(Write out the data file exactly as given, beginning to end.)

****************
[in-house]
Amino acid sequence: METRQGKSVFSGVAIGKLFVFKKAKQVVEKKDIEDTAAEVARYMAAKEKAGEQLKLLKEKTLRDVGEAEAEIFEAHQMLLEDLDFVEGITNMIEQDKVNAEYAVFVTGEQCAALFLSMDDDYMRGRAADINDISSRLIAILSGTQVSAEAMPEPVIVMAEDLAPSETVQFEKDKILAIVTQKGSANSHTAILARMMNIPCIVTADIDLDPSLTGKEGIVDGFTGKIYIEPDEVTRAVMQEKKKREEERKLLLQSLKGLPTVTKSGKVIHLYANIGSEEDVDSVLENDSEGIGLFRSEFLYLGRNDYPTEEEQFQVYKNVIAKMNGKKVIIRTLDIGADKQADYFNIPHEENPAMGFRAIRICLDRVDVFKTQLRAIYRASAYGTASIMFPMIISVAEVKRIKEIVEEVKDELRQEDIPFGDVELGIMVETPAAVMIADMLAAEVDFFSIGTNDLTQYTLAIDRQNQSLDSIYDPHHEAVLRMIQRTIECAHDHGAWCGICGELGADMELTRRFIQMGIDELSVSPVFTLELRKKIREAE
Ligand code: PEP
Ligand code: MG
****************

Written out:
[in-house]
Amino acid sequence: METRQGKSVFSGVAIGKLFVFKKAKQVVEKKDIEDTAAEVARYMAAKEKAGEQLKLLKEKTLRDVGEAEAEIFEAHQMLLEDLDFVEGITNMIEQDKVNAEYAVFVTGEQCAALFLSMDDDYMRGRAADINDISSRLIAILSGTQVSAEAMPEPVIVMAEDLAPSETVQFEKDKILAIVTQKGSANSHTAILARMMNIPCIVTADIDLDPSLTGKEGIVDGFTGKIYIEPDEVTRAVMQEKKKREEERKLLLQSLKGLPTVTKSGKVIHLYANIGSEEDVDSVLENDSEGIGLFRSEFLYLGRNDYPTEEEQFQVYKNVIAKMNGKKVIIRTLDIGADKQADYFNIPHEENPAMGFRAIRICLDRVDVFKTQLRAIYRASAYGTASIMFPMIISVAEVKRIKEIVEEVKDELRQEDIPFGDVELGIMVETPAAVMIADMLAAEVDFFSIGTNDLTQYTLAIDRQNQSLDSIYDPHHEAVLRMIQRTIECAHDHGAWCGICGELGADMELTRRFIQMGIDELSVSPVFTLELRKKIREAE
Ligand code: PEP
Ligand code: MG